This volume of Research in the Sociology of Organizations explores the institutional macrofoundations of action, providing an array of insights into the constitutive and contextualizing powers of institutions, and an agenda for further exploration of these themes.
This new book is based upon clinical practice, teaching research and scholarly work undertaken over a period of 10 years. The leading author wrote a doctoral dissertation on much of the material described in this book, but until now it has only been published in scholarly articles within refereed journals. Gerald Monk and John Winslade have jointly published three textbooks, including Narrative therapy in practice: The archaeology of hope (Jossey-Bass), Narrative counseling in the schools (Corwin Press), and Narrative mediation (Jossey-Bass) and numerous other publications. Gerald Monk and Stacey Sinclair have jointly published two book chapters and three articles in widely disseminated referred journals.
Leading a burgeoning self-critical moment in composition studies and writing program administration, Postcomposition is a fundamental reconsideration of the field that attempts to shift the focus away from pedagogy and writing subjects and toward writing itself. In this forceful and reasoned critique of many of the primary tenets and widely accepted institutional structures of composition studies, Sidney I. Dobrin delivers a series of shocks to the system meant to disrupt the pedagogical imperative and move beyond the existing limits of the discipline. Dobrin evaluates the current state of composition studies, underscoring the difference between composition and writing and arguing that the field's focus on the administration of writing students and its historically imposed prohibition on theory greatly limit what can be understood about writing. Instead he envisions a more significant approach to writing, one that questions the field's conservative allegiance to subject and administration and reconsiders writing as spatial and ecological. Using concepts from ecocomposition, spatial theory, network theory, complexity theory, and systems theory, Postcomposition lays the groundwork for a networked theory of writing, and advocates the abandonment of administration as a useful part of the field. He also challenges the usefulness of rhetoric in writing studies, showing how writing exceeds rhetoric. Postcomposition is a detailed consideration of how posthumanism affects the field's understanding of subjectivity. It also tears at the seams of the "contingent labor problem." As he articulates his own frustrations with the conservatism of composition studies and builds on previous critiques of the discipline, Dobrin stages a courageous-and inevitably polemical-intellectual challenge to the entrenched ideas and assumptions that have defined composition studies.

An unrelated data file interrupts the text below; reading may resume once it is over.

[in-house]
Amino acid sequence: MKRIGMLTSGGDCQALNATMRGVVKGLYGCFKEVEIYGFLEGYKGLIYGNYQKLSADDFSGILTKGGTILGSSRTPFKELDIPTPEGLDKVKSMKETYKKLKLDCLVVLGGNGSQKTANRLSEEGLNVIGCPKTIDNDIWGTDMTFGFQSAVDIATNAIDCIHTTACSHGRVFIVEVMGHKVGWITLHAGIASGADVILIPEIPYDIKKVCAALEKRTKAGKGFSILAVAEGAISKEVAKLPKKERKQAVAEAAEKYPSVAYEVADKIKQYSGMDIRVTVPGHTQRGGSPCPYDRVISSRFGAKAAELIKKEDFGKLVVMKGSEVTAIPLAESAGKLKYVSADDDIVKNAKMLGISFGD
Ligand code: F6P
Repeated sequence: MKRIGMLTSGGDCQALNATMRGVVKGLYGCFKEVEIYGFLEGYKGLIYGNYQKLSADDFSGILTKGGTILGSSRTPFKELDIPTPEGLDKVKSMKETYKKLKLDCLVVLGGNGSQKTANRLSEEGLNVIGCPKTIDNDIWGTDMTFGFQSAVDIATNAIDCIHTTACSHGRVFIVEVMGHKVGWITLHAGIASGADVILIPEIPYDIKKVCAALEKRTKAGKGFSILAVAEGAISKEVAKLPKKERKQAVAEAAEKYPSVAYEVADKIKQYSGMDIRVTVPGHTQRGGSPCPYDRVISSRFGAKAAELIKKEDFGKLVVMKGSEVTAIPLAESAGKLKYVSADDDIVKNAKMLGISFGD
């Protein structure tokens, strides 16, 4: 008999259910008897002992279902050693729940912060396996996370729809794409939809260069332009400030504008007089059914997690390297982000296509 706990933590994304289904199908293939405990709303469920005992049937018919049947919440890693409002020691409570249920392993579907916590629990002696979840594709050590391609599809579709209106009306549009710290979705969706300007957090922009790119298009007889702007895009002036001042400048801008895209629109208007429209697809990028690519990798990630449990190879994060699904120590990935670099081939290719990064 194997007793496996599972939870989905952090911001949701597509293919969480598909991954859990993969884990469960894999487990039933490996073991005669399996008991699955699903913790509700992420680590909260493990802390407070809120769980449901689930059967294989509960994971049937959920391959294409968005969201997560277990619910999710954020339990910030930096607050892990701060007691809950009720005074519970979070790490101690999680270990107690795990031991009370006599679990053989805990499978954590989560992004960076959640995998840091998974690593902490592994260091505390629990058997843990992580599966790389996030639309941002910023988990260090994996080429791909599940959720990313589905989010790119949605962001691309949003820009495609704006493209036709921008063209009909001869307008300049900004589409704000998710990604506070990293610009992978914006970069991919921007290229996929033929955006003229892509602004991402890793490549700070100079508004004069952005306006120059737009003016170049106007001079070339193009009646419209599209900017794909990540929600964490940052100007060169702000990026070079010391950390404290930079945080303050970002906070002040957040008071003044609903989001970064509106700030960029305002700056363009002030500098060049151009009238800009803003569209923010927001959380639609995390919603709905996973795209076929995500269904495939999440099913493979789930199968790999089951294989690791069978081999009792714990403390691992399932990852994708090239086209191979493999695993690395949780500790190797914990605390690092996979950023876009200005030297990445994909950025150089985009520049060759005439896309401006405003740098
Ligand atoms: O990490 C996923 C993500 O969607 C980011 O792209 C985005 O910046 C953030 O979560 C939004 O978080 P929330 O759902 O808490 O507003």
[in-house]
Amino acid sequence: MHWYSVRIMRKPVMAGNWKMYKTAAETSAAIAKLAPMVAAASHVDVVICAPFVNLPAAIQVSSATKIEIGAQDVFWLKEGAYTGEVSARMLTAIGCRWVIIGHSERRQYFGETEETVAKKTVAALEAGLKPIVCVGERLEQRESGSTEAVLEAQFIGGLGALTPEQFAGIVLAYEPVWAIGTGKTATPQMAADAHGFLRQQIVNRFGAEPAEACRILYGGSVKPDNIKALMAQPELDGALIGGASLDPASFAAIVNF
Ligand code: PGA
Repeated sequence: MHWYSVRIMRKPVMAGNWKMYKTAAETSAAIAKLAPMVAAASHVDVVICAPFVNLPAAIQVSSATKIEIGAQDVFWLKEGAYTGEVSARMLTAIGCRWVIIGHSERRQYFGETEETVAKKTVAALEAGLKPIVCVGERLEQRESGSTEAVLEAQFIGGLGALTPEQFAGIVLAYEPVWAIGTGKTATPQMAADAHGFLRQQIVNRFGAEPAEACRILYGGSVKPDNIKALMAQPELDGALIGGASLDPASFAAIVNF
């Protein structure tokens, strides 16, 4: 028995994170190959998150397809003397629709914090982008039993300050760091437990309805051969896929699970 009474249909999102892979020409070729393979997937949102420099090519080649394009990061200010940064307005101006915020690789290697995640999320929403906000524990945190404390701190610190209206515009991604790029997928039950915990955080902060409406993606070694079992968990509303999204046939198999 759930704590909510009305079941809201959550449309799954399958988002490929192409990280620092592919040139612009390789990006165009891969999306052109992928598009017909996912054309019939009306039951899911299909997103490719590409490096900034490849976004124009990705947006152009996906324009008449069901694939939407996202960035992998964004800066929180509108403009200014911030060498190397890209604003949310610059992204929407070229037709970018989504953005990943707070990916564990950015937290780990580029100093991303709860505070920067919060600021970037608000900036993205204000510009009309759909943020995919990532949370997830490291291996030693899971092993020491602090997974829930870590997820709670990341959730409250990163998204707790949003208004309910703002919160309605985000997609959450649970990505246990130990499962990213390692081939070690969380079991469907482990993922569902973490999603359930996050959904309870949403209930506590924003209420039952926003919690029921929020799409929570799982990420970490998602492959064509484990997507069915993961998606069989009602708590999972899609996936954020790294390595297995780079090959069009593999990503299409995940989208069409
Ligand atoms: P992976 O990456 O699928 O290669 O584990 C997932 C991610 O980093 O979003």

the book conducts in-depth inquiries into the practices, nature and theory of postindustrial cultural work and the humanities – and arts – based civic dialogues which cultural work promotes. Given the broad neglect of utopian thinking in the mainstream of critical social science, and in an attempt to sketch out a vision of an alternative future, the aim of the book is to outline an epistemology for cultural work as well as to reflect upon the prospects for educational cultural work practices and their function as a catalyst for civic dialogue and cultural change. A major focus of the book is on the epistemological, ecological, ethical and political dimensions of cultural work. This includes the prospects for a new form of communal workspace for knowledge and cultural learning. Cultural work and knowledge are the central topics of this book and intersect with many of the concerns on how to involve the general public in scientific, technological and economic developments to address urgent changes often deemed to be of a highly scientific nature – including climate change, sustainability, environment and development.
Regulating Sexuality: Legal Consciousness in Lesbian and Gay Lives explores the impact that recent seismic shifts in the legal landscape have had for lesbians and gay men. The last decade has been a time of extensive change in the legal regulation of lesbian and gay lives in Britain, Canada and the US. Almost every area where the law impacts on sexuality has been reformed or modified. These legal developments combine to create a new, uncharted terrain for lesbians and gay men. And, through an analysis of their attitudes, views and experiences, this book explores the effects of these developments. Drawing on, and developing, the concept of ‘legal consciousness’, Regulating Sexuality focuses on four different ‘texts’: qualitative responses to a large-scale online survey of lesbians’ and gay men’s views about the legal recognition of same sex relationships; published auto/biographical narratives about being and becoming a lesbian or gay parent; semi-structured, in-depth, interviews with lesbians and gay men about relationship recognition, parenting, discrimination and equality; and fictional utopian texts. In this study of the interaction between law and society in social justice movements, Rosie Harding interweaves insights from the new legal pluralism with legal consciousness studies to present a rich and nuanced exploration of the contemporary regulation of sexuality.